I shop at Waitrose. The fact is, it’s my closest supermarket. Actually, there’s a late-night Sainsbury’s down the road, but if you had a sudden desire for a Barbary duck, goats cheese and fennel sandwich, you wouldn’t be able to find those ingredients at Sainsbury’s Metro, or whatever it’s called. In actual fact, there’s a much larger Sainsbury’s located closer to my apartment than Waitrose is – however, the car park is like Terminal 3’s short stay at Heathrow airport. My sister Katie and I have both inherited the John Bullock (our Dad) gene of literally always being able to find a parking space anywhere we wish to park. Seriously, we could drive to Buckingham Palace for an appointment with The Queen and find a parking bay right outside the palace gates. And if not, double yellow lines with your hazards left flashing will do, no? But this particular Sainsbury’s car park saw me driving round-and-round in a tiz, I tell you! A tiz!!

Back to Waitrose; I like it there. Yes, it’s a little pricier than, say, everywhere else you could shop for groceries, but the quality is very lovely. I do enjoy a stroll around the cream & green food halls that bear a semi-close resemblance to Harrods. I don’t ever do a large food shop either as I A) don’t have a freezer to stock and B) prefer not to cook as it risks dirtying my sparkling oven; so perhaps my trips to Waitrose where I grab a few bits and bobs seem less expensive as  I’m not loading my trolley high with sustenance.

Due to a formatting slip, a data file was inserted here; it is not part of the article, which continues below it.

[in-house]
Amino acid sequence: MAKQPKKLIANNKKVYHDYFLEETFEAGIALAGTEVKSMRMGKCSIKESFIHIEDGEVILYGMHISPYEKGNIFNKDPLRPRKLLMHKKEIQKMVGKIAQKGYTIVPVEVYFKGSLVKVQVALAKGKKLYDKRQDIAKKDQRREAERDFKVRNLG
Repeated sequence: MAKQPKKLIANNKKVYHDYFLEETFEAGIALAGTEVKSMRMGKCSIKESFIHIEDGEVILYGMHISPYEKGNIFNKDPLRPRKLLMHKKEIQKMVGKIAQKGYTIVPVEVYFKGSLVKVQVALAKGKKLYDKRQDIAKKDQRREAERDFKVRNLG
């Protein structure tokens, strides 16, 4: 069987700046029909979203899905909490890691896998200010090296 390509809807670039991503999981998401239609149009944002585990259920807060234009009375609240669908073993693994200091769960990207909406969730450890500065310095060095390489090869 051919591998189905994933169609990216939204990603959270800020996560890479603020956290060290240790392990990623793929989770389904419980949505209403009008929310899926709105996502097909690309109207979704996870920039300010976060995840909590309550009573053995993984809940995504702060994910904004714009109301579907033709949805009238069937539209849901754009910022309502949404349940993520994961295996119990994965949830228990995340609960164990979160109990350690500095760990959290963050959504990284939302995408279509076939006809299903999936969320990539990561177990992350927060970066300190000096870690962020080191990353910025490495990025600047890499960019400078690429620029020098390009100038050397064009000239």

On Sunday I was there, flitting around the aisles in my weekend morning get-up, which is a combination of flip-flops, Hollister sweat pants, the T-Shirt I wore to bed, a baseball cap and sunglasses (I like to pretend I’m a celebrity at the LA Farmer’s Market) and I happened to pick up the Waitrose Weekend newspaper. This is a very thin publication that you’ll find in most middle-class womens’ recycling boxes on a Monday morning, having been picked up, not read, and thrown out. What caught my eye was the competition it was advertising: “Write a review of a restaurant for us and if you win you’ll get sent to a London establishment, incognito, and critique for the Good Food Guide 2014” The first thing that jumped out at me was the “incognito” part as this surely means I can wear my sunglasses indoors again. But then, naturally, the writer inside me became stirred by this prospect. I seized up that flimsy little Waitrose Weekend and took it home to read further about the competition as I nibbled on the very flaccid apple strudel I had treated myself to, which featured about 2 pathetic slices of apple and was as dry as a nun in a pub. There’s a review in THAT!

So I’m going to enter this competition. I’ll probably review The Belgian Arms in Holyport, which has just been taken over by my boss, Parky, so it’s a good chance to critique a newly improved restaurant. Anything that gives me the chance to evaluate something through writing is attractive to me and the chance to be published in the new edition of the Good Food Guide would be fantastic. There are issues that are irking me though…